Let the Sunshine in, Keep the UV Out

Posted by: Missouri Eye Institute in Blog on July 17, 2023

Sunshine and fresh air are notoriously good for your health and mood. For your eyes, not so much.

Glaringly bright sun—or direct sunlight over a long period of time—can cause damage to the delicate tissues of the eye. Intense or prolonged exposure can increase the risk of a number of eye issues:

The right sunglasses can block up to 100 percent of dangerous UVA and UVB radiation from the sun. Here are 5 things you need to know about getting sunshine without getting UV damage.

  1. UV rays know no season.

Even individuals who wear sunglasses religiously all summer long sometimes forget about them the rest of the year. But UV radiation happens year-round—and the damage they do is cumulative. And remember, clouds won’t block all the damaging rays, so wear lightly tinted shades on days when the sun isn’t at full blaze.

TIP: Keep sunglasses of varying darkness levels or consider photochromic lenses (ones that darken in sunlight) to protect your eyes without hindering vision.

  1. Darker isn’t necessarily better.

Speaking of lightly tinted shades, even light UV-blocking lenses will offer you more protection than super-dark sunglasses that aren’t designed to block UV rays. Those blackout shades might be more comfortable on bright days, but unless they offer 100 percent UV blocking, you won’t get effective protection.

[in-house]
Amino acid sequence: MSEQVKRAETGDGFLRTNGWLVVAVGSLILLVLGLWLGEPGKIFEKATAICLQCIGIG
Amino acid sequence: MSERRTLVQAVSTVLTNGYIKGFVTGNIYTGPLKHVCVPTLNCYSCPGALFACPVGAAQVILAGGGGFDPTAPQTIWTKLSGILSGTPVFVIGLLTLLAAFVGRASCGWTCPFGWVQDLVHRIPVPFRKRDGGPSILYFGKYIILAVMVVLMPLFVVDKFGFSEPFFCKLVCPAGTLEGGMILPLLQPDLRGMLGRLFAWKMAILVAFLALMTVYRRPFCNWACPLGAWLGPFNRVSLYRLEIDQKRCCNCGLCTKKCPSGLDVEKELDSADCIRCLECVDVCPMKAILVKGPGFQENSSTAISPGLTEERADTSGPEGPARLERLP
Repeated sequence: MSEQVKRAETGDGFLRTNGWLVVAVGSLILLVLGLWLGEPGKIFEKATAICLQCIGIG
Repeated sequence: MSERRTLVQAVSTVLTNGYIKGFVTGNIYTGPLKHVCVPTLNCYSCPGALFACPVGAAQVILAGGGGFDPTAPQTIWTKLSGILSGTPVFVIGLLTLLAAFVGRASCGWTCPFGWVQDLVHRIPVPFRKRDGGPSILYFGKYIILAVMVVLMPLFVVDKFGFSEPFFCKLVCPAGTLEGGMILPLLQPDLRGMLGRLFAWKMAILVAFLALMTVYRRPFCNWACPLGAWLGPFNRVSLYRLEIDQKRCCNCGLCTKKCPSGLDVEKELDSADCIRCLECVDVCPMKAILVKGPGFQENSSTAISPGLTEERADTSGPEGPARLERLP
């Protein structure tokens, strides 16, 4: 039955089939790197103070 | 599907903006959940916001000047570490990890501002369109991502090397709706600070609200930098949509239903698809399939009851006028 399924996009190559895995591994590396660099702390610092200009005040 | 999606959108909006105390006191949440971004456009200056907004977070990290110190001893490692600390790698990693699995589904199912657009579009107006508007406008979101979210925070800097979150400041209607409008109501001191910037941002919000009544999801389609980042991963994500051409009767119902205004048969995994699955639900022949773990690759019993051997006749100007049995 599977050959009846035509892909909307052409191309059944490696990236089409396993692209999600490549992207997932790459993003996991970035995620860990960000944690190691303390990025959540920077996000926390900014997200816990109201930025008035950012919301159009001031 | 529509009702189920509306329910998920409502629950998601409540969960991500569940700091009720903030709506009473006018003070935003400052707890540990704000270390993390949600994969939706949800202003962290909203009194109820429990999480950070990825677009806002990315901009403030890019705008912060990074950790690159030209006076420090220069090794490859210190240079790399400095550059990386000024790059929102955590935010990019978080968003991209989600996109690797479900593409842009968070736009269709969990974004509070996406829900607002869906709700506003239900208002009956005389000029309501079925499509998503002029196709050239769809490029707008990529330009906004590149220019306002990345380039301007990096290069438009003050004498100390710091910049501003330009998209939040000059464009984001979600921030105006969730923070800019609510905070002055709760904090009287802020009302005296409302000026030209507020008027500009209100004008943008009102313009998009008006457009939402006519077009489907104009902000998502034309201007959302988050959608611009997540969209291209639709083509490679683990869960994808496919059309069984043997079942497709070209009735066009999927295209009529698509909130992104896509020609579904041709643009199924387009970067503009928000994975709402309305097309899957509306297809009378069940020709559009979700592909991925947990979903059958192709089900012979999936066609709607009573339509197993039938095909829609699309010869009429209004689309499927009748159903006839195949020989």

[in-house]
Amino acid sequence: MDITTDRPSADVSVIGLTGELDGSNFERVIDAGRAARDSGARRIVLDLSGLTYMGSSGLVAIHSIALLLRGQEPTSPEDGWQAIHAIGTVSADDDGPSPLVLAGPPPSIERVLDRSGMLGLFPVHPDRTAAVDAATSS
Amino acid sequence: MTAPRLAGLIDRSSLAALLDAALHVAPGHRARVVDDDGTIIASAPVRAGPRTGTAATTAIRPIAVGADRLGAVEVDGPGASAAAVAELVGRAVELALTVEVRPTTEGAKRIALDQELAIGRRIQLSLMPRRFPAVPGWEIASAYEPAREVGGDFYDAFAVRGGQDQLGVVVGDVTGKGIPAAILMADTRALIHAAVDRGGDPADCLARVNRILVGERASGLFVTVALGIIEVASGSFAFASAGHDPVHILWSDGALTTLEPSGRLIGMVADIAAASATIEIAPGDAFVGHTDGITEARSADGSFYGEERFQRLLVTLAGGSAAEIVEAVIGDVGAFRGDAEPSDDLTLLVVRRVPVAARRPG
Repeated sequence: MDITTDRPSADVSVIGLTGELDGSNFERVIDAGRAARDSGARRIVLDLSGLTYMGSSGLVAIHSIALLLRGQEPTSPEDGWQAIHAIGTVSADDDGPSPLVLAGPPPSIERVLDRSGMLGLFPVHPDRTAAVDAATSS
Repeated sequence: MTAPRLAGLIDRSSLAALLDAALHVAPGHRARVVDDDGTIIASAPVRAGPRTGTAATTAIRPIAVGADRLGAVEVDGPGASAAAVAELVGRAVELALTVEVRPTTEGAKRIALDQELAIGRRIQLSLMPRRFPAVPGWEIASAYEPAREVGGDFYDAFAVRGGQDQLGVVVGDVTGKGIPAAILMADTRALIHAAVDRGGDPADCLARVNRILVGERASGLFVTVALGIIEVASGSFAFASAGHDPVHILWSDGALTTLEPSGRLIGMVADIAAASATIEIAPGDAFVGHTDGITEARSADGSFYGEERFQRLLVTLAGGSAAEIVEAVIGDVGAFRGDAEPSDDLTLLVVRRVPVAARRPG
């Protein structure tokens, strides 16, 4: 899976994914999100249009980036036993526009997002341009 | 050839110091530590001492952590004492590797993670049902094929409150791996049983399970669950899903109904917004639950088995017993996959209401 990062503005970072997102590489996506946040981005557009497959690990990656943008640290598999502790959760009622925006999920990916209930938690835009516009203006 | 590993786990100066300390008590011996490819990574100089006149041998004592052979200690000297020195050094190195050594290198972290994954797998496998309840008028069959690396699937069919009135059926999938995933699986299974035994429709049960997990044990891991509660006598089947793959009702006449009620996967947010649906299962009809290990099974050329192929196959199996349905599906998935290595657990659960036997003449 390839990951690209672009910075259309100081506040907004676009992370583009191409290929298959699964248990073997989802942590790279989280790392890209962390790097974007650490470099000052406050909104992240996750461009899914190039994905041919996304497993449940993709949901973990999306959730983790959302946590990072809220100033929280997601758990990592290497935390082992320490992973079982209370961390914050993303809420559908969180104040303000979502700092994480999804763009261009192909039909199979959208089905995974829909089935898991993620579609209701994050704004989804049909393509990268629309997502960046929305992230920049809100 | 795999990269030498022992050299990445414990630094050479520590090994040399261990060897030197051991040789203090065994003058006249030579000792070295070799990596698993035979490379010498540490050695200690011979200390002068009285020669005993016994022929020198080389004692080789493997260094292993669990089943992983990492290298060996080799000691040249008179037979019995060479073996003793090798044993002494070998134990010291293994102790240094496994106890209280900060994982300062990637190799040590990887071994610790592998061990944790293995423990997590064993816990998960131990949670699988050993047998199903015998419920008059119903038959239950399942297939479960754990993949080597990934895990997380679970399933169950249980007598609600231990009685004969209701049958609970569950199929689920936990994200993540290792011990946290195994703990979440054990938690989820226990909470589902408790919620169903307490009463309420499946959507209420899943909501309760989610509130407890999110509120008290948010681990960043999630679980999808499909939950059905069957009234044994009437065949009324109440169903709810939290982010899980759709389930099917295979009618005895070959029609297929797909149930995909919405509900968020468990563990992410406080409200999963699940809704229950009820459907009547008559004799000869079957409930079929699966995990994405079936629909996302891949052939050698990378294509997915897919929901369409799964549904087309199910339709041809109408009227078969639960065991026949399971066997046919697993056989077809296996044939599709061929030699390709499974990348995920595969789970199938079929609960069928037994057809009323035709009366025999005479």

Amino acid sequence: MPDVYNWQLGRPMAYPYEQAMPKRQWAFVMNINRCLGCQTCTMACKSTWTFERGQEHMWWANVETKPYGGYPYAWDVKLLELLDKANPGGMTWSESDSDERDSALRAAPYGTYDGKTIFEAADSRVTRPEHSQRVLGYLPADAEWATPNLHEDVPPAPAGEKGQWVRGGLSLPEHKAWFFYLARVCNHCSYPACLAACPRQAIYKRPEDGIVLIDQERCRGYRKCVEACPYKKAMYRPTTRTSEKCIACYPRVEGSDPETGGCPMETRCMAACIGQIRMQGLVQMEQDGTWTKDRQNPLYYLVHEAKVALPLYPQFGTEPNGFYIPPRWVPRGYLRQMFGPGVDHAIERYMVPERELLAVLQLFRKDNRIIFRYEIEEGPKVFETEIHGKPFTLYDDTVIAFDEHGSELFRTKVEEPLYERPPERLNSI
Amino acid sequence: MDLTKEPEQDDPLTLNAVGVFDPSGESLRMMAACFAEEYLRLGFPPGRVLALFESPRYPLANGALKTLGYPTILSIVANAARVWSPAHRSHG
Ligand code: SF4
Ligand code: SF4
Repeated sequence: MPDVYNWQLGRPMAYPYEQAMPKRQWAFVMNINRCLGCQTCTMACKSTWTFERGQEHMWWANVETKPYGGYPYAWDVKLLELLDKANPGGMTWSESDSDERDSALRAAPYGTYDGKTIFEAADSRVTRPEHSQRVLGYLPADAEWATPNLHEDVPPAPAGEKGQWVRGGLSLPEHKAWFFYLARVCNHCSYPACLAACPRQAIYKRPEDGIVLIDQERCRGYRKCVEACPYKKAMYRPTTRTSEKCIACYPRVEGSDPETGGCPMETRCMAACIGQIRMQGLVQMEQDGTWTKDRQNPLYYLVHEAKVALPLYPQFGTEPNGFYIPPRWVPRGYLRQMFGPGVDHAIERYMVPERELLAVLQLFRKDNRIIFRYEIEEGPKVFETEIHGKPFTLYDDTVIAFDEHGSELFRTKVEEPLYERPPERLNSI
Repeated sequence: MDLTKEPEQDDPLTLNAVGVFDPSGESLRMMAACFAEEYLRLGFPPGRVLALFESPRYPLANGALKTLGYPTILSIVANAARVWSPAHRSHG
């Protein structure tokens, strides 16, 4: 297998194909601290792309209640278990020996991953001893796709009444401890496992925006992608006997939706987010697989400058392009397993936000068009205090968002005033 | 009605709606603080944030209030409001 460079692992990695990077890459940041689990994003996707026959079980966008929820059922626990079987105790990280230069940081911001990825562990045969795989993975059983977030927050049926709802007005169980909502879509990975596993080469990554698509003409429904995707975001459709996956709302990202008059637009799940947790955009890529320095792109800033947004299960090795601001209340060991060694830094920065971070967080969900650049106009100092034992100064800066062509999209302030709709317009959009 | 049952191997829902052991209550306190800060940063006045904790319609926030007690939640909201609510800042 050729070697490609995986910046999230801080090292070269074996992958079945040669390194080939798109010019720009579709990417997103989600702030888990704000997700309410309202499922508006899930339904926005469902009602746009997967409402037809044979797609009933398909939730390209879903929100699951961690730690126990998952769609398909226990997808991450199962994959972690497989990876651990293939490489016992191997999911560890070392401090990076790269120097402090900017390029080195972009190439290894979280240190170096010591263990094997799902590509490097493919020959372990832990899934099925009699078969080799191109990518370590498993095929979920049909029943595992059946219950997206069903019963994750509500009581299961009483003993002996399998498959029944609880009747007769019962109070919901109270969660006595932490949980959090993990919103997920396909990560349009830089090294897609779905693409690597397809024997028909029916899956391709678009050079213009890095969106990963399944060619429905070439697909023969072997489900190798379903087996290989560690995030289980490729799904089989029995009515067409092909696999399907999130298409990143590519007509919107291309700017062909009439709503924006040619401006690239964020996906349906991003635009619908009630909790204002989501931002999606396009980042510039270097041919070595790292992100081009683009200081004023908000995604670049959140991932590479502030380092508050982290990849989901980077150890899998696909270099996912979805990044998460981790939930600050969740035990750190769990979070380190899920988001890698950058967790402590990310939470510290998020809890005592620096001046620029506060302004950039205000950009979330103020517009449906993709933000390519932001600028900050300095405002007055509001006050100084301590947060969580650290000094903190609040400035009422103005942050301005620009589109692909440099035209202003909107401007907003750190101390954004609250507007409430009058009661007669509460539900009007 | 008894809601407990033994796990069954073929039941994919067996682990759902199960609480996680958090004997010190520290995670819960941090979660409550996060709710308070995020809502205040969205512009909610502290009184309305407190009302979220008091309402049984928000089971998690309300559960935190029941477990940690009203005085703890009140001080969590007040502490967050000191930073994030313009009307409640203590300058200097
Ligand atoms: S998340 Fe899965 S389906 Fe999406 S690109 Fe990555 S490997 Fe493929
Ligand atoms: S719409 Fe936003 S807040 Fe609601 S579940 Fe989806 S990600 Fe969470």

TIP: Shop for sunglasses that are labeled as blocking both UVA and UVB radiation or are marked with “UV 400 protection.”

  1. Lenses should be polarizing.

It’s not just direct sunlight that poses risks to your eyes. The glare from reflective surfaces such as water, roads, windows and snow can be nearly as dangerous. Polarized lenses have a special coating that blocks reflected sunlight to keep eyes more comfortable and prevent temporary “snow blindness.” Not only that, but lens polarization improves color and contrast perception, which helps reduce eye strain.

TIP: Different situations call for different polarized lens colors. Choose gray- or amber-colored glasses for driving to reduce road glare and enhance contrast perception. For sunny days on the water or the beach, copper, blue mirrored and green mirrored lenses are more effective.

  1. Size matters.

Those oversized sunglasses are more than just a fashion statement; they also block more light, dust and wind from getting to your eyes.

TIP: Large lenses and wrap-around sunglasses shouldn’t block your peripheral vision. Choose eyewear with narrow arms and frames that don’t cut across your light of sight.

  1. Don’t spend more than you have to.

When you buy expensive eyewear, you are often simply paying for a brand name. However, you can get as much protection from a $5 pair of sunglasses as a $50 pair, as long as you read the label first. 

TIP: Look for variations of these statements on the packaging: “100% UVA+UVB protection,” “UV 400 protection,” “UV absorption up to 400nm.” Better yet, talk to your eye doctor about the best eye protection for your visual needs, lifestyle and preferences.

Missouri Eye Institute has helped thousands of patients attain freedom from glasses and contact lenses. Contact us at (800) 383-3831 to schedule a thorough eye exam or visit MissouriEye.com to learn more about our services.


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